Social housing and the myth of ‘inherited’ tenancies

by Cllr Leonie Cooper

The past few months have seen an upsurge of interest in social housing- but for all the wrong reasons.

One example that has had the Tories and right-wing media frothing at the mouth is the need to get rid of ‘lifetime’ tenancies, so that Councils can re-allocate properties on a regular basis, moving on tenants who are ‘under-occupying’.

Another new policy has been serving notice of eviction on whole households, including small children, when (usually) a teenager has been accused of being involved in the August riots.

In Wandsworth, we now have 3 such cases – but the local Tories proudest moment was being the first Council to serve an eviction notice. 8-year old Jessica, Daniel’s little sister may not see it as quite such a triumph, though.

But another area that has attracted recent attention are the 90,000 people who have inherited tenancies. “More than 90,000 live in ‘inherited’ council homes” screamed the Telegraph in October.

Rent subsidy for these ‘dreadful people’ could be as much as £300 million. Ministers are looking at closing this appalling loophole, we are told.

But nowhere is there an explanation as to why anyone might be allowed to inherit a Council or Housing Association tenancy in the first place.

So who are these people? They are joint tenants whose husband or wife has died, or someone in a civil partnership whose partner has died.

As one half of the joint tenancy has passed away, the remaining person succeeds to the tenancy as an individual. Sometimes, much more rarely, the inheritor is a son or daughter, usually living at the family home to care for an elderly parent. Councils and Housing Associations conduct very full checks before allowing anyone to inherit a tenancy – obviously.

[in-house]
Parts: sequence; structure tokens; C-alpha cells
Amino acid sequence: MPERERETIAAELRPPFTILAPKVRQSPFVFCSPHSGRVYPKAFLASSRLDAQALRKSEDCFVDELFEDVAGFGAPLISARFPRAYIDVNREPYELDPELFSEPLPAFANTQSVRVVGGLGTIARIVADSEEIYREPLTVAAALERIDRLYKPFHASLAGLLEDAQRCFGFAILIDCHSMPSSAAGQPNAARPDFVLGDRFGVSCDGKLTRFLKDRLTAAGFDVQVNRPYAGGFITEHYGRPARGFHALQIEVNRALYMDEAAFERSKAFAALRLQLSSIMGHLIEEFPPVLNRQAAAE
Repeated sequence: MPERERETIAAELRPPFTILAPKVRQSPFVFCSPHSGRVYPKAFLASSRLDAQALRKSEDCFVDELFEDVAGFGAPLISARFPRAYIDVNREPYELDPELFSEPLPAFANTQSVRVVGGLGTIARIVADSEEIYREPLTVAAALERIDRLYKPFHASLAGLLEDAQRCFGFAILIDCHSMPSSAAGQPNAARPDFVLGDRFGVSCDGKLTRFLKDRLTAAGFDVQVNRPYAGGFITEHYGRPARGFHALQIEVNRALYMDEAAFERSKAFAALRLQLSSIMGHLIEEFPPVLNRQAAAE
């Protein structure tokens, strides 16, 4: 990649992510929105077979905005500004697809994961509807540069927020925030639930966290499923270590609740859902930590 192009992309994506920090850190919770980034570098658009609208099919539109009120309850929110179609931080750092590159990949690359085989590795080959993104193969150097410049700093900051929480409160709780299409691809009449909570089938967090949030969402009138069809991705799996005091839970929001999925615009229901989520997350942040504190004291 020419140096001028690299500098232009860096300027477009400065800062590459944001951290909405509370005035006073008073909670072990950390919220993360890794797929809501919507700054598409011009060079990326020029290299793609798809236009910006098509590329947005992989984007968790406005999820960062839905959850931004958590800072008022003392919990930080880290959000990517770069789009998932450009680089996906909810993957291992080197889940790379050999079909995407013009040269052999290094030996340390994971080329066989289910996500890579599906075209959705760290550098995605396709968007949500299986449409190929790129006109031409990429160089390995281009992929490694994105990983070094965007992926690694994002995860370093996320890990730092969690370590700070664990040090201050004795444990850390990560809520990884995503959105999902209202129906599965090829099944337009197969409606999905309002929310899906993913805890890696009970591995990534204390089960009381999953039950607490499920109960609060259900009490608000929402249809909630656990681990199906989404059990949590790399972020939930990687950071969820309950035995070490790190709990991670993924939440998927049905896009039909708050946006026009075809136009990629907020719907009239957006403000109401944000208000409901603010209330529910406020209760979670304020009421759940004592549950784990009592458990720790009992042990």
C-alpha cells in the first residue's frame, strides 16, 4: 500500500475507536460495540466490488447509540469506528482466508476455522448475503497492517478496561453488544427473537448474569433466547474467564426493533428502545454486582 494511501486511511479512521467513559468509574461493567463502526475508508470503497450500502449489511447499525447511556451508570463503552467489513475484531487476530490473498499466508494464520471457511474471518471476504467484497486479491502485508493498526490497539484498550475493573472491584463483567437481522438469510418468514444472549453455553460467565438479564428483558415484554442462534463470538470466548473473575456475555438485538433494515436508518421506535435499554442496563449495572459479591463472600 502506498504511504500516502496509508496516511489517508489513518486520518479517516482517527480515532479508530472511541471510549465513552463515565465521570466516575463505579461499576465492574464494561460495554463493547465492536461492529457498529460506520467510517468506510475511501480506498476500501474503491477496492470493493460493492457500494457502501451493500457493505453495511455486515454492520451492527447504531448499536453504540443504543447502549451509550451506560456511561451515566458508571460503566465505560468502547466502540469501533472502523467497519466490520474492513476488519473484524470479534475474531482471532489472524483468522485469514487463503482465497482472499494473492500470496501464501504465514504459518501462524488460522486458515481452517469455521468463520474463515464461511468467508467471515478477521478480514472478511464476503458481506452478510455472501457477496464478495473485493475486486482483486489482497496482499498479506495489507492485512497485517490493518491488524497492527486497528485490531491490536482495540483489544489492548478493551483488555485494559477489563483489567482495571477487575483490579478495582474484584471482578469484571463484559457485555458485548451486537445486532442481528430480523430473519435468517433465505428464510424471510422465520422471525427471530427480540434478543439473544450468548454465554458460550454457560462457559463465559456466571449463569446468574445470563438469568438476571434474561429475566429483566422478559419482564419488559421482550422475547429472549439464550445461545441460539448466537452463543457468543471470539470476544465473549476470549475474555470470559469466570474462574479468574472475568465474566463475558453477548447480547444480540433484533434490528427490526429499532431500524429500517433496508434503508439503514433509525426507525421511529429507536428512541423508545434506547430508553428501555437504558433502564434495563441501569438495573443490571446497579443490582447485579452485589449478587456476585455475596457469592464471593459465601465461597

But in the brave new world ushered in since the arrival of the coalition, we see the government promoting the eviction of the bereaved. It may be a Big Society, but it certainly isn’t a caring one.

Threat to Evict Jobless a ‘Gimmick’ Says Labour

Labour has criticised Wandsworth Tories’ proposals to put new council tenants on contracts which mean they could lose their home if they don’t find a job or enrol on a training course.

Labour’s Cllr. Mark Thomas said ‘Of course It’s really important that we do more to incentivise people into work. But we are concerned that those who lose their jobs through no fault of their own are not unfairly penalised.

What’s really needed is more Council action to build more homes and provide more jobs for local people. We are calling for a new council-led programme to build many more social rented homes, a proportion of which we have said should be earmarked for those in work. We all know the jobs market is very tough at the moment and the vast majority of people do want to work.

It is crucial that the council provides meaningful employment support for people who sign up to this new scheme with a real job at the end of it, otherwise these plans for new council tenants are just a hollow gimmick.’

Wandsworth Council press release here:

Inflation busting rent rise for council tenants

Over 17,000 council tenants in Wandsworth will be more than £400 a year worse off on average following a rent increase decision by Wandsworth council. Tory councillors voted to hike up rents by an average of 7.4%, having rejected a motion put forward by Labour for a lower increase.

Labour’s housing spokesperson, Councillor Mark Thomas said:

“Wandsworth tenants already pay the highest council rents in the country. This inflation busting increase will cause real hardship, and shows just how out of touch the Tories are at a time when ordinary residents are struggling to cope with the rising cost of living.”

The Tories also voted down a Labour proposal to help ease the housing crisis in the borough by earmarking additional money from the sale of housing assets for the provision of new council and housing association properties. Cllr Mark Thomas added:

“With so many residents on the council’s housing waiting list, it’s vital that we build more council and housing association homes. Given the council’s poor track record in this area, it’s disappointing the Tories are not willing to take on board practical proposals to help ensure that Wandsworth performs better in future.”

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